On Wednesday, the House of Commons backed pausing and fixing Universal Credit before rolling it out further by 299 votes to zero. The 299 votes in favour of putting the flawed new welfare system on hold included one rebel Tory MP.
So there we go. If not one of our elected representatives voted to keep going ahead with the roll-out – not even the government ministers in charge of it – then hooray, concerned claimants everywhere can celebrate and recover from punishing delays in their payments.
But no they can’t. Those who need benefits will continue to be plunged suddenly into pennilessness beyond their control, evicted or refused a home, unable to access the financial help they need, have their children go hungry, rely on food banks, face barriers when trying to work part-time and care for children, be forced into debt, and vulnerable to domestic abuse.
Why? Because the vote in parliament was “symbolic”. The motion – to pause and fix the roll-out of Universal Credit – was an Opposition Day Debate. There are 20 of these days per parliamentary session when the main business in the Commons is chosen by the parties in opposition.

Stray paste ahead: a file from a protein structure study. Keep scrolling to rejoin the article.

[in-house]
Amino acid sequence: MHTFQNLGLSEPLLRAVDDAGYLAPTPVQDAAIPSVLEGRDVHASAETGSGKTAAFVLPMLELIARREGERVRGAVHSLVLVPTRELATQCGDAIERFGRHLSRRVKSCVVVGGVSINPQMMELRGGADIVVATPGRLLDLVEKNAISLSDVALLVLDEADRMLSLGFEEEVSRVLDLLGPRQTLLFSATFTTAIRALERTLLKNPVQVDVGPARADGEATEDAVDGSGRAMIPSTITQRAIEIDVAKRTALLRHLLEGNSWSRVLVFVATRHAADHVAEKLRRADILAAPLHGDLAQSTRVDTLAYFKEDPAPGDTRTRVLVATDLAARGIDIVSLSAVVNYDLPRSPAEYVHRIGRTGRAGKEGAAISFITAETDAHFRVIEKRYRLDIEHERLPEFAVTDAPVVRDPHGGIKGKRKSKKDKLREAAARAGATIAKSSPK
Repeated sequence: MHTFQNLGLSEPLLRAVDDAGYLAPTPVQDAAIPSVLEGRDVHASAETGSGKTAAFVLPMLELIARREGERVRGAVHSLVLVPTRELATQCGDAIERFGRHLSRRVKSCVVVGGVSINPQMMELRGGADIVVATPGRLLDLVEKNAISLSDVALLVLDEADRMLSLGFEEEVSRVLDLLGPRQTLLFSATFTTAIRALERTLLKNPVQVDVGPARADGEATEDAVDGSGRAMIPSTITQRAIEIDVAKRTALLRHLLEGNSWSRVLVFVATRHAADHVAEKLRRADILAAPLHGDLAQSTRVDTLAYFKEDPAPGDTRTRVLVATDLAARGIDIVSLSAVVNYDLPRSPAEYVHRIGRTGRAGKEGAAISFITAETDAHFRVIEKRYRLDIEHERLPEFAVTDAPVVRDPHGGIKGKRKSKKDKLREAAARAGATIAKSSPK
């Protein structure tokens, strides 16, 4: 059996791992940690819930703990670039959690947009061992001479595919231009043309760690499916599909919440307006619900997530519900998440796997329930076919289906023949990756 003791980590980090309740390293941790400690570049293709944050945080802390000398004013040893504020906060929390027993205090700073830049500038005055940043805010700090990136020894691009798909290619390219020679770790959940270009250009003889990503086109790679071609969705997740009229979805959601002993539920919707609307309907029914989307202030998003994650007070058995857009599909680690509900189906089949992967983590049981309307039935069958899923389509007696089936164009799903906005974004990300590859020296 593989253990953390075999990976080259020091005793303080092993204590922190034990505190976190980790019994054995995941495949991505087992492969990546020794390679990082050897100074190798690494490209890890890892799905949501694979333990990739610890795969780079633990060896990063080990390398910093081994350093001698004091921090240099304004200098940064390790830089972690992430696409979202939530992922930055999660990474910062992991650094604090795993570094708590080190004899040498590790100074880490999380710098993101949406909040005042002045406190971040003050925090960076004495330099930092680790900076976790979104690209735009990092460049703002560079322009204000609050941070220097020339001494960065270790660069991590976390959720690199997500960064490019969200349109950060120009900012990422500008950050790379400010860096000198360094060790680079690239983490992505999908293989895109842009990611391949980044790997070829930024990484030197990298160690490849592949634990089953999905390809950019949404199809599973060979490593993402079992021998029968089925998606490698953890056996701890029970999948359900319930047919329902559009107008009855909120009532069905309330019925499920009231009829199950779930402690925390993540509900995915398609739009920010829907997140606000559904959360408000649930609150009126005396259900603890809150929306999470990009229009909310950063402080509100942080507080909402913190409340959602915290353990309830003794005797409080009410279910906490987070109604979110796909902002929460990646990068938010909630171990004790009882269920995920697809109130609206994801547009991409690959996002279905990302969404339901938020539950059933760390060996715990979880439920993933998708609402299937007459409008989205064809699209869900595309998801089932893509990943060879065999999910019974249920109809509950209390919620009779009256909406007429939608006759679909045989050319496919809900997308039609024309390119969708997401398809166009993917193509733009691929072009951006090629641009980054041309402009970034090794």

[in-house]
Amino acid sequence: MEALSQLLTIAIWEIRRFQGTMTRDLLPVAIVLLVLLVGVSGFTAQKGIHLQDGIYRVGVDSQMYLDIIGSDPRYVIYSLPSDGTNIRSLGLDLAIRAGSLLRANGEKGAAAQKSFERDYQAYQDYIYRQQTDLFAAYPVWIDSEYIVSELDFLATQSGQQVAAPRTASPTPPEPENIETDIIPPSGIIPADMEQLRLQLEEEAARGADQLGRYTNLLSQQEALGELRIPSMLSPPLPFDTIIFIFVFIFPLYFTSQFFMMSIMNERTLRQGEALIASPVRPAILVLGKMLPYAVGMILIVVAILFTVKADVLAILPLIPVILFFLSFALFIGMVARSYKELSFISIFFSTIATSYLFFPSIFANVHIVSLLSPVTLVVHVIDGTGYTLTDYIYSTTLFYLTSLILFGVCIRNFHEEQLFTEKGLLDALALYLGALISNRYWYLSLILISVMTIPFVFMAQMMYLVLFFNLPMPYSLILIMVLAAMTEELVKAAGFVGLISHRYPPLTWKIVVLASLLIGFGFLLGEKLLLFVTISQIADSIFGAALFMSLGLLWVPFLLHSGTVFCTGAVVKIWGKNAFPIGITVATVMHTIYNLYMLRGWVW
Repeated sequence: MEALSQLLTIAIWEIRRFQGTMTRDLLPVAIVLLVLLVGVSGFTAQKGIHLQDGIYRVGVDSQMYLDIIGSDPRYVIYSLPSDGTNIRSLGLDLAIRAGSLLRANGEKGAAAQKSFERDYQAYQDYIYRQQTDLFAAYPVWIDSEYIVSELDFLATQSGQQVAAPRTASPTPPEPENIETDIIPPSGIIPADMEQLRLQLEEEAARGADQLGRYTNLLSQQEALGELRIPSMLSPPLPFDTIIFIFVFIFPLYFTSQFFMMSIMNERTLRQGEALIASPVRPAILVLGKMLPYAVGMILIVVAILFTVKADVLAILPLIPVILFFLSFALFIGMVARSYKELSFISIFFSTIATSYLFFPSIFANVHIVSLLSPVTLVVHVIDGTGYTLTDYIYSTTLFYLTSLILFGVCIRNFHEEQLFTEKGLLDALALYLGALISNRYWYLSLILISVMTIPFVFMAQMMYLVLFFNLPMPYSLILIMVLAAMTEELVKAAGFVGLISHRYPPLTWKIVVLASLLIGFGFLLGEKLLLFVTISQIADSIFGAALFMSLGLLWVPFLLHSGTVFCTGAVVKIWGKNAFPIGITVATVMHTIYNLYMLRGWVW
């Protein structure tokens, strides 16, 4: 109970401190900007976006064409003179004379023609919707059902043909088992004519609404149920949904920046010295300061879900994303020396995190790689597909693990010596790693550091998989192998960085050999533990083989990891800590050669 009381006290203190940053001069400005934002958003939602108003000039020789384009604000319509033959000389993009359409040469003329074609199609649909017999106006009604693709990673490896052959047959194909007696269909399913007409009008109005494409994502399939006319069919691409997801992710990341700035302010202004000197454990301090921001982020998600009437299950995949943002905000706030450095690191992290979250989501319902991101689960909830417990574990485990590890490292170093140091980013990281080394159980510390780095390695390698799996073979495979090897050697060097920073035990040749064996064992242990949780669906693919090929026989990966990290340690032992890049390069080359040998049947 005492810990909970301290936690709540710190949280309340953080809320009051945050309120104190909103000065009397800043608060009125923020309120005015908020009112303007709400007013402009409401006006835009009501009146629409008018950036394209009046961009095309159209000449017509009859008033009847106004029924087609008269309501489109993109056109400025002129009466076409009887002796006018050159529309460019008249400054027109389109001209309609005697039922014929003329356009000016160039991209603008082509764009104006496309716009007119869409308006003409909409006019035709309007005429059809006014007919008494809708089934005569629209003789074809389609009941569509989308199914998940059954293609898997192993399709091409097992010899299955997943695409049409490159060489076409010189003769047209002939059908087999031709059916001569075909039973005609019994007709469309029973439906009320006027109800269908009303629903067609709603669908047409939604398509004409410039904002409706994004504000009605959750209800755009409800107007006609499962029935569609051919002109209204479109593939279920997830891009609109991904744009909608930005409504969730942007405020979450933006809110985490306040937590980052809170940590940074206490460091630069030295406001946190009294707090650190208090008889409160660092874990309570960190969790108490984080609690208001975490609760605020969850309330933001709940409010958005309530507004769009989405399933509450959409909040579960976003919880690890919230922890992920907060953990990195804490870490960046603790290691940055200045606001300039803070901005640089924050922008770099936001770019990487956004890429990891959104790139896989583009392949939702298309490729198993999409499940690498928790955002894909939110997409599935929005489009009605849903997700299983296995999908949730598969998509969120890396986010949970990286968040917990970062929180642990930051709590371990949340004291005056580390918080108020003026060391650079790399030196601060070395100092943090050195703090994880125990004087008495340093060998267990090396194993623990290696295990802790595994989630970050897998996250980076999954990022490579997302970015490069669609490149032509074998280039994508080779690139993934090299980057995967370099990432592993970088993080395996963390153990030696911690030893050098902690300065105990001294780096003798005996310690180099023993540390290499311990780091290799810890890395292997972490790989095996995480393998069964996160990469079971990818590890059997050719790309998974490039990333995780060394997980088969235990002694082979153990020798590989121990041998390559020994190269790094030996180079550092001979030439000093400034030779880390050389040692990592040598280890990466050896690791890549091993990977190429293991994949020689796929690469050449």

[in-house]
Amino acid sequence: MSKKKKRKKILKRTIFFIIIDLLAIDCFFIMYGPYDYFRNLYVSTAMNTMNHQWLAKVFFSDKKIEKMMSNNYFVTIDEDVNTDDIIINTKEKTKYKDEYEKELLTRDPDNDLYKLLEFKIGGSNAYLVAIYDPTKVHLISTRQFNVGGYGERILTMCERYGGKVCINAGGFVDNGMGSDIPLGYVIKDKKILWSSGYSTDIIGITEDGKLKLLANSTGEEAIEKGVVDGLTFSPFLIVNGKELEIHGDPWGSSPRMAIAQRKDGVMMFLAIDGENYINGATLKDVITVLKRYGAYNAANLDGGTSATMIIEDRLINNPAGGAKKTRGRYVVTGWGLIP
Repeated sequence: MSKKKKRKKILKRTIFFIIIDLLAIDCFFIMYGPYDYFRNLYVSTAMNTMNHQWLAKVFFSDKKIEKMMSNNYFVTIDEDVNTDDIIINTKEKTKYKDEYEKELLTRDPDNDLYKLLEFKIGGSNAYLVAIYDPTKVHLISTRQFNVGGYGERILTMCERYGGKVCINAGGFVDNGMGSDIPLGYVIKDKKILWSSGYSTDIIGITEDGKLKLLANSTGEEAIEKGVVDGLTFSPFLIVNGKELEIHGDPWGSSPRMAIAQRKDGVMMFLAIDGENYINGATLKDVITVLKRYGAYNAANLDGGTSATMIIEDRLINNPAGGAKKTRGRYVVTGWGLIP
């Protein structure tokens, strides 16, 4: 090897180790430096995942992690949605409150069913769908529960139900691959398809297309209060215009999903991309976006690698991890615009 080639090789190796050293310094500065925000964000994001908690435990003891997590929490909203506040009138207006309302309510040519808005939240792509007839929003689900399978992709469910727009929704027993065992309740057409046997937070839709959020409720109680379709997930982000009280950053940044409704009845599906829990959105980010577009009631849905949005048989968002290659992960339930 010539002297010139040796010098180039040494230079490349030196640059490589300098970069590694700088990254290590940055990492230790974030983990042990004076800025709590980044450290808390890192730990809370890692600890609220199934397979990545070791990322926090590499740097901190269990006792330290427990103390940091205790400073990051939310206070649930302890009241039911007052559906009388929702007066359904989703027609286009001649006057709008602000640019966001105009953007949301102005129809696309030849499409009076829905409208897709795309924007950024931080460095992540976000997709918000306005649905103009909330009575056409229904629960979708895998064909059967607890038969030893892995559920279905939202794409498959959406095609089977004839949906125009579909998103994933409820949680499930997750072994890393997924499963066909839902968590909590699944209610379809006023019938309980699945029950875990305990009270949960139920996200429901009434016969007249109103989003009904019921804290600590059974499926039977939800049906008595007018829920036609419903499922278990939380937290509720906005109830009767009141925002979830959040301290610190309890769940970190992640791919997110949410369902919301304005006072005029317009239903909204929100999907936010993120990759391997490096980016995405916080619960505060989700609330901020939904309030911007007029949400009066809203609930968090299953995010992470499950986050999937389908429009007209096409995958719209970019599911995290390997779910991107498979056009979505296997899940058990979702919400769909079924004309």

These votes are not binding on the government, so they can only ever result in symbolic victories. But even so, why didn’t the Tories at least turn up to vote against the motion? Because they don’t have a majority, and with about 12 Tory MPs calling for the roll-out to be paused, Tory whips must have considered it less embarrassing simply not to engage with the vote, and for their MPs to abstain (which, apart from the one rebel Sarah Wollaston, they did).
But just because the government tried not to take part, it still lost, by a thumping 299 votes. Without having the guts to back its policy through a vote, it revealed both dismissiveness towards the people it’s supposed to help, and lack of confidence in its own reform.
The House of Commons Speaker John Bercow also accused the government of making a mockery of parliamentary procedure, following the vote’s result. “If you choose not to take part and vote you can’t say, ‘well, we didn’t lose’,” he told the House, sounding rattled. “A minister from the government should come to the House and show respect to the institution and say what it intends to do. This institution is bigger than any one party and is bigger than any government.”
The New Statesman has been reporting on Universal Credit since its inception. Read our coverage here